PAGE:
50 Greatest Prog Rock Albums of All Time

From the Court of the Crimson King to the Comatorium

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Caravan, 'In the Land of Grey and Pink' (1971)
50
34/50

34. Caravan, 'In the Land of Grey and Pink' (1971)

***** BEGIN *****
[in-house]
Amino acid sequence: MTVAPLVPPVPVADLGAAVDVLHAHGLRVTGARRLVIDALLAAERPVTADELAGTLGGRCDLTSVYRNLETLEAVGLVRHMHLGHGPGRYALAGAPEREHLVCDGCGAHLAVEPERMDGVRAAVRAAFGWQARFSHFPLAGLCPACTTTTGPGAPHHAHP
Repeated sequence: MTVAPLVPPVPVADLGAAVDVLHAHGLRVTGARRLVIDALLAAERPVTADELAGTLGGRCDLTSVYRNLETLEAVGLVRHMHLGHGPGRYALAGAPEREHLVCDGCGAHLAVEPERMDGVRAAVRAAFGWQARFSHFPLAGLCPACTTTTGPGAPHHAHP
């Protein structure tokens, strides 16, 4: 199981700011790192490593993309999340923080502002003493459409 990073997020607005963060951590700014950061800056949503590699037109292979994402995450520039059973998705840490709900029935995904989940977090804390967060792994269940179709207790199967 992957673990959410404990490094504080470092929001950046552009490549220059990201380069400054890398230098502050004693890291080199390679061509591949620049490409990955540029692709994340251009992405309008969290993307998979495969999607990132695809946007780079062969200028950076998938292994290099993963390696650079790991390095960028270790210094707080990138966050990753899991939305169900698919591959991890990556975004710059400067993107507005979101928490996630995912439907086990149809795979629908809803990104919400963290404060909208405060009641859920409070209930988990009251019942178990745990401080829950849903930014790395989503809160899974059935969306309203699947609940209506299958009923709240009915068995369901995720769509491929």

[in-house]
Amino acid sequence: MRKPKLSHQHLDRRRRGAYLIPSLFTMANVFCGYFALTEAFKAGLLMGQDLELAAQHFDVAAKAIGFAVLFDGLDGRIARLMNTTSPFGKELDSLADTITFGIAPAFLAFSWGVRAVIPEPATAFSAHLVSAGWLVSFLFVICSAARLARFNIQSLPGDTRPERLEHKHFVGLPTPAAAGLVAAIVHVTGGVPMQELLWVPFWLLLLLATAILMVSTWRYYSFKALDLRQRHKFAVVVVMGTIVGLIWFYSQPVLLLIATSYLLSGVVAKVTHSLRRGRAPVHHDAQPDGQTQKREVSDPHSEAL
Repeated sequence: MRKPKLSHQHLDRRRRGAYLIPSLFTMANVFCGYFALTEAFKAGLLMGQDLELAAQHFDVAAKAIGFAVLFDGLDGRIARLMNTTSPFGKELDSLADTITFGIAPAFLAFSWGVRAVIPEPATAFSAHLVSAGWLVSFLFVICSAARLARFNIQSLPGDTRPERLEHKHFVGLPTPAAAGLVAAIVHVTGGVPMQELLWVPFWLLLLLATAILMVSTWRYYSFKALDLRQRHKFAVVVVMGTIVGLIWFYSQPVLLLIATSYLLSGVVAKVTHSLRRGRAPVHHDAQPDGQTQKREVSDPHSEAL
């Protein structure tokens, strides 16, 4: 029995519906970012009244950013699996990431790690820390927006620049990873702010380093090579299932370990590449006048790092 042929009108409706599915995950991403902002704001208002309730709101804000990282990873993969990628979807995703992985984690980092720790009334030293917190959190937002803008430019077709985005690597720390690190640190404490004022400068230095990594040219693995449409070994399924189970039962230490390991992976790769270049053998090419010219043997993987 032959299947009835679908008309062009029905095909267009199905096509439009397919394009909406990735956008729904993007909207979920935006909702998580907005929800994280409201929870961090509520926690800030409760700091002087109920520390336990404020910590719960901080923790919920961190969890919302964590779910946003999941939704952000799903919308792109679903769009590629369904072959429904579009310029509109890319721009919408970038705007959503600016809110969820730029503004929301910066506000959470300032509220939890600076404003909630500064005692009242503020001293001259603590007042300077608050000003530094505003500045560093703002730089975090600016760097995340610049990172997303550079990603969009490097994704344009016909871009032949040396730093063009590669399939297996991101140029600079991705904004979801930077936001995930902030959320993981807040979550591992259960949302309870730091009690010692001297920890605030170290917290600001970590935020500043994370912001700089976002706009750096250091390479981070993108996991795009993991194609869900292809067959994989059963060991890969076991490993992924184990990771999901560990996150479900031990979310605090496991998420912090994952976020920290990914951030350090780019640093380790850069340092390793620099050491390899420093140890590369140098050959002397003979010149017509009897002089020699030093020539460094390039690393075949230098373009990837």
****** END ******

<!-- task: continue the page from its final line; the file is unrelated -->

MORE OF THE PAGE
Among the many memorable bands to emerge from Canterbury, England — including the Soft Machine, Gong and Camel — none conveyed the southeastern cathedral town's pastoral qualities better than Caravan. The title and cover art of the quartet's third album evoked a Middle Earth sunset, with the music wavering between medieval folk melodies and jazz-savvy musos rocking out over what bassist Richard Sinclair called "a load of words that half mean something." Side one consisted of short, charming songs like "Golf Girl," the Tolkien-y "Winter Wine" and the surreal Boy Scout ramble of the title track; but side two was solely devoted to "Nine Feet Underground," a 22-minute, eight-part suite with Zappa-esque subtitles — e.g., "Dance of the Seven Paper Hankies" — that unfurled a breezily grooving descent into hell and back dominated by extended fuzz-organ solos. R.G.

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